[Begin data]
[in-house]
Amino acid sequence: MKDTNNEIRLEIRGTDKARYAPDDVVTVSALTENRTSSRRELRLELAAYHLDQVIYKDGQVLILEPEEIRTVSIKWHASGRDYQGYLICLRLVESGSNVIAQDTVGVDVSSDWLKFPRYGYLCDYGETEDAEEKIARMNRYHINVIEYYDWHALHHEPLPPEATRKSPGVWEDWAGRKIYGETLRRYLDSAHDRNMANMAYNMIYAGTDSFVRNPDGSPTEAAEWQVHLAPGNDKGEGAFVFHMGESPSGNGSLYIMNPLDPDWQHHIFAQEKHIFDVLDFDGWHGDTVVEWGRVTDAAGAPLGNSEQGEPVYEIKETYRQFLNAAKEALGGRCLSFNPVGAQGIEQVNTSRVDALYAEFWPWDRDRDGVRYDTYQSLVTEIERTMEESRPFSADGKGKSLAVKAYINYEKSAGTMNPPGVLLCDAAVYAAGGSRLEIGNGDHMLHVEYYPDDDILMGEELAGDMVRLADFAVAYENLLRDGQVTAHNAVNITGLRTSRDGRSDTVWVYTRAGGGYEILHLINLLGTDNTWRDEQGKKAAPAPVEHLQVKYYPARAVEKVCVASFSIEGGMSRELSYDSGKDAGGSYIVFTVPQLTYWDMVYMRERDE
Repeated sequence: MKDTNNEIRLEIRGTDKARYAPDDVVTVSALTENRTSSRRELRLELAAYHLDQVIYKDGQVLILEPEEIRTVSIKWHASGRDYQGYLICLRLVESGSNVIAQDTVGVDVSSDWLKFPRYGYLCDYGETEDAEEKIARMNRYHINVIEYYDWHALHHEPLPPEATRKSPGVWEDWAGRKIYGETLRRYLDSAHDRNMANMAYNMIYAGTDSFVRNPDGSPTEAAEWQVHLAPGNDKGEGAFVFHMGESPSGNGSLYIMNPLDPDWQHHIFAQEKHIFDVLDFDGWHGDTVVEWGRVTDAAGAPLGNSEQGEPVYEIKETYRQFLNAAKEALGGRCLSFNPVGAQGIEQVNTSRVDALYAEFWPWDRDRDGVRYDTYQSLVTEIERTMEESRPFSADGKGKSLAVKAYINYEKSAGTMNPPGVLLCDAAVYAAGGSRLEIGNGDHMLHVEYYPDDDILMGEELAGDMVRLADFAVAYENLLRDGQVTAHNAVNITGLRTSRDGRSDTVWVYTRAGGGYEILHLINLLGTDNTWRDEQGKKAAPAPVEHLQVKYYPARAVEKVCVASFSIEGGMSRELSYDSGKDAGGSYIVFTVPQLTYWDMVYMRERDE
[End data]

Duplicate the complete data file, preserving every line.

[in-house]
Amino acid sequence: MKDTNNEIRLEIRGTDKARYAPDDVVTVSALTENRTSSRRELRLELAAYHLDQVIYKDGQVLILEPEEIRTVSIKWHASGRDYQGYLICLRLVESGSNVIAQDTVGVDVSSDWLKFPRYGYLCDYGETEDAEEKIARMNRYHINVIEYYDWHALHHEPLPPEATRKSPGVWEDWAGRKIYGETLRRYLDSAHDRNMANMAYNMIYAGTDSFVRNPDGSPTEAAEWQVHLAPGNDKGEGAFVFHMGESPSGNGSLYIMNPLDPDWQHHIFAQEKHIFDVLDFDGWHGDTVVEWGRVTDAAGAPLGNSEQGEPVYEIKETYRQFLNAAKEALGGRCLSFNPVGAQGIEQVNTSRVDALYAEFWPWDRDRDGVRYDTYQSLVTEIERTMEESRPFSADGKGKSLAVKAYINYEKSAGTMNPPGVLLCDAAVYAAGGSRLEIGNGDHMLHVEYYPDDDILMGEELAGDMVRLADFAVAYENLLRDGQVTAHNAVNITGLRTSRDGRSDTVWVYTRAGGGYEILHLINLLGTDNTWRDEQGKKAAPAPVEHLQVKYYPARAVEKVCVASFSIEGGMSRELSYDSGKDAGGSYIVFTVPQLTYWDMVYMRERDE
Repeated sequence: MKDTNNEIRLEIRGTDKARYAPDDVVTVSALTENRTSSRRELRLELAAYHLDQVIYKDGQVLILEPEEIRTVSIKWHASGRDYQGYLICLRLVESGSNVIAQDTVGVDVSSDWLKFPRYGYLCDYGETEDAEEKIARMNRYHINVIEYYDWHALHHEPLPPEATRKSPGVWEDWAGRKIYGETLRRYLDSAHDRNMANMAYNMIYAGTDSFVRNPDGSPTEAAEWQVHLAPGNDKGEGAFVFHMGESPSGNGSLYIMNPLDPDWQHHIFAQEKHIFDVLDFDGWHGDTVVEWGRVTDAAGAPLGNSEQGEPVYEIKETYRQFLNAAKEALGGRCLSFNPVGAQGIEQVNTSRVDALYAEFWPWDRDRDGVRYDTYQSLVTEIERTMEESRPFSADGKGKSLAVKAYINYEKSAGTMNPPGVLLCDAAVYAAGGSRLEIGNGDHMLHVEYYPDDDILMGEELAGDMVRLADFAVAYENLLRDGQVTAHNAVNITGLRTSRDGRSDTVWVYTRAGGGYEILHLINLLGTDNTWRDEQGKKAAPAPVEHLQVKYYPARAVEKVCVASFSIEGGMSRELSYDSGKDAGGSYIVFTVPQLTYWDMVYMRERDE